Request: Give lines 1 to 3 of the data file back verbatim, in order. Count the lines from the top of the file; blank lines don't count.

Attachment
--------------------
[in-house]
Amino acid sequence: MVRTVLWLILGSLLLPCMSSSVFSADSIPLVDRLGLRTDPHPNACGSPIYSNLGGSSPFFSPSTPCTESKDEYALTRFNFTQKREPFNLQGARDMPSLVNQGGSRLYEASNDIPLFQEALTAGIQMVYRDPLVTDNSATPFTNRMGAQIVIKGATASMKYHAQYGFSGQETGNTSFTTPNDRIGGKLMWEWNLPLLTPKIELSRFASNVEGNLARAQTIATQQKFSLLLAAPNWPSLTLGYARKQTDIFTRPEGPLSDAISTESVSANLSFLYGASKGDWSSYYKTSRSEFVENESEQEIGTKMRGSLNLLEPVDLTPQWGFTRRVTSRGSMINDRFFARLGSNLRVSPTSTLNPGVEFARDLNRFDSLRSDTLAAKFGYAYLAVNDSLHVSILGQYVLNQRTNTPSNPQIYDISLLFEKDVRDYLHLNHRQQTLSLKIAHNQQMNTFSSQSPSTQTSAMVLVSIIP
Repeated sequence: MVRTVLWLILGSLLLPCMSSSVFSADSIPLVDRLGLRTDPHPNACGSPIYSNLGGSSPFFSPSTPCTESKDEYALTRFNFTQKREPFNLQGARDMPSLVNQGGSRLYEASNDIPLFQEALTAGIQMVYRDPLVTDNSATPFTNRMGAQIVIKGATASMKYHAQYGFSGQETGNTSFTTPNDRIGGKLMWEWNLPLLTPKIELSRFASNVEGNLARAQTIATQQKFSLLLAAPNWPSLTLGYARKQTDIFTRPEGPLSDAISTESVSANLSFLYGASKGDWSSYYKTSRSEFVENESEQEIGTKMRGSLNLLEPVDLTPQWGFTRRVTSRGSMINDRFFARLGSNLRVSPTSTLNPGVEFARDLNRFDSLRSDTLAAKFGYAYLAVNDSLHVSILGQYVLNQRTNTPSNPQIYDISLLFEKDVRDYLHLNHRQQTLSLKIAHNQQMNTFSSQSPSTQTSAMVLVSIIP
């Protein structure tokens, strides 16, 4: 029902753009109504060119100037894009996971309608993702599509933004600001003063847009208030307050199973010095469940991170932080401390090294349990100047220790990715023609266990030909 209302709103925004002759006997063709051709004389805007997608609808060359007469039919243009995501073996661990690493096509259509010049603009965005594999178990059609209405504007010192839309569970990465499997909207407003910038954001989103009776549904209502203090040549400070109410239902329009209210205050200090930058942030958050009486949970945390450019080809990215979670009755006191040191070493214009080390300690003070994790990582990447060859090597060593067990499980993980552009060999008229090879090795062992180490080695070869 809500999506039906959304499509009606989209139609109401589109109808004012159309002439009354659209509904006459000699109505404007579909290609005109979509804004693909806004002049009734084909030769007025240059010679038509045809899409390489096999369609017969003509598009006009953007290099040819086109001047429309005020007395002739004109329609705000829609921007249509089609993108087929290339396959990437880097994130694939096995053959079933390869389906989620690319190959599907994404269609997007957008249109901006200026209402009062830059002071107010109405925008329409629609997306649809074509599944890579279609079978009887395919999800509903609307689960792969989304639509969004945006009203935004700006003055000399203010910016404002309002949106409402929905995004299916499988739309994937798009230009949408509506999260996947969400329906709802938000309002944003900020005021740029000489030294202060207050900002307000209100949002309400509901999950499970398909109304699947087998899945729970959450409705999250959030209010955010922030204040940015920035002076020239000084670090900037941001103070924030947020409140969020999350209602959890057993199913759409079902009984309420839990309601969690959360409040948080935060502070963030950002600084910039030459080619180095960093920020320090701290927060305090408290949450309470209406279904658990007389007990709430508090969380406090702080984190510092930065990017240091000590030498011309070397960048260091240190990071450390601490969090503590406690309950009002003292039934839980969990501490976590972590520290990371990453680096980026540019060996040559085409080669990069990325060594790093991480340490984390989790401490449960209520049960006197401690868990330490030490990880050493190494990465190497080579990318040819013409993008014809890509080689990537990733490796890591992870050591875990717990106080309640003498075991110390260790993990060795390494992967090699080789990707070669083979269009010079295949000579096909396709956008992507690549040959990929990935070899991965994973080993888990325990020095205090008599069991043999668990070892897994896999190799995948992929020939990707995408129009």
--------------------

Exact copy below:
[in-house]
Amino acid sequence: MVRTVLWLILGSLLLPCMSSSVFSADSIPLVDRLGLRTDPHPNACGSPIYSNLGGSSPFFSPSTPCTESKDEYALTRFNFTQKREPFNLQGARDMPSLVNQGGSRLYEASNDIPLFQEALTAGIQMVYRDPLVTDNSATPFTNRMGAQIVIKGATASMKYHAQYGFSGQETGNTSFTTPNDRIGGKLMWEWNLPLLTPKIELSRFASNVEGNLARAQTIATQQKFSLLLAAPNWPSLTLGYARKQTDIFTRPEGPLSDAISTESVSANLSFLYGASKGDWSSYYKTSRSEFVENESEQEIGTKMRGSLNLLEPVDLTPQWGFTRRVTSRGSMINDRFFARLGSNLRVSPTSTLNPGVEFARDLNRFDSLRSDTLAAKFGYAYLAVNDSLHVSILGQYVLNQRTNTPSNPQIYDISLLFEKDVRDYLHLNHRQQTLSLKIAHNQQMNTFSSQSPSTQTSAMVLVSIIP
Repeated sequence: MVRTVLWLILGSLLLPCMSSSVFSADSIPLVDRLGLRTDPHPNACGSPIYSNLGGSSPFFSPSTPCTESKDEYALTRFNFTQKREPFNLQGARDMPSLVNQGGSRLYEASNDIPLFQEALTAGIQMVYRDPLVTDNSATPFTNRMGAQIVIKGATASMKYHAQYGFSGQETGNTSFTTPNDRIGGKLMWEWNLPLLTPKIELSRFASNVEGNLARAQTIATQQKFSLLLAAPNWPSLTLGYARKQTDIFTRPEGPLSDAISTESVSANLSFLYGASKGDWSSYYKTSRSEFVENESEQEIGTKMRGSLNLLEPVDLTPQWGFTRRVTSRGSMINDRFFARLGSNLRVSPTSTLNPGVEFARDLNRFDSLRSDTLAAKFGYAYLAVNDSLHVSILGQYVLNQRTNTPSNPQIYDISLLFEKDVRDYLHLNHRQQTLSLKIAHNQQMNTFSSQSPSTQTSAMVLVSIIP